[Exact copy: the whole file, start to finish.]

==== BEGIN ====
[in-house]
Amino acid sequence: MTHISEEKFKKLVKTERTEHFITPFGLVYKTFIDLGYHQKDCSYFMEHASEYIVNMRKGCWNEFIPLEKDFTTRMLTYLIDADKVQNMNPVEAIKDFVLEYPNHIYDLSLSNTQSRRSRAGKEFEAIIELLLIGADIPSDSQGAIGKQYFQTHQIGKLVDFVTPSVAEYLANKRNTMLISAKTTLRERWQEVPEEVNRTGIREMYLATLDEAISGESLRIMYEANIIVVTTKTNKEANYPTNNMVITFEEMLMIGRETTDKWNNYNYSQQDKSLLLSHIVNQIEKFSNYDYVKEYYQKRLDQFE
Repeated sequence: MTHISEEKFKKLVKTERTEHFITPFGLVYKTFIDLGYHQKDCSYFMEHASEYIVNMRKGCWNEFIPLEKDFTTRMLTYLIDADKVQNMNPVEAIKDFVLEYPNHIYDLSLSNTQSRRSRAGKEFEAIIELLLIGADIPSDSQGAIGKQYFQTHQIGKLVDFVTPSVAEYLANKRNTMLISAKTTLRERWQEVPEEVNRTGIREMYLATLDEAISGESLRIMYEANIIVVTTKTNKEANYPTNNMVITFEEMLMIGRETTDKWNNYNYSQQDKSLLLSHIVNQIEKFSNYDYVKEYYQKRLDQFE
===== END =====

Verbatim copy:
[in-house]
Amino acid sequence: MTHISEEKFKKLVKTERTEHFITPFGLVYKTFIDLGYHQKDCSYFMEHASEYIVNMRKGCWNEFIPLEKDFTTRMLTYLIDADKVQNMNPVEAIKDFVLEYPNHIYDLSLSNTQSRRSRAGKEFEAIIELLLIGADIPSDSQGAIGKQYFQTHQIGKLVDFVTPSVAEYLANKRNTMLISAKTTLRERWQEVPEEVNRTGIREMYLATLDEAISGESLRIMYEANIIVVTTKTNKEANYPTNNMVITFEEMLMIGRETTDKWNNYNYSQQDKSLLLSHIVNQIEKFSNYDYVKEYYQKRLDQFE
Repeated sequence: MTHISEEKFKKLVKTERTEHFITPFGLVYKTFIDLGYHQKDCSYFMEHASEYIVNMRKGCWNEFIPLEKDFTTRMLTYLIDADKVQNMNPVEAIKDFVLEYPNHIYDLSLSNTQSRRSRAGKEFEAIIELLLIGADIPSDSQGAIGKQYFQTHQIGKLVDFVTPSVAEYLANKRNTMLISAKTTLRERWQEVPEEVNRTGIREMYLATLDEAISGESLRIMYEANIIVVTTKTNKEANYPTNNMVITFEEMLMIGRETTDKWNNYNYSQQDKSLLLSHIVNQIEKFSNYDYVKEYYQKRLDQFE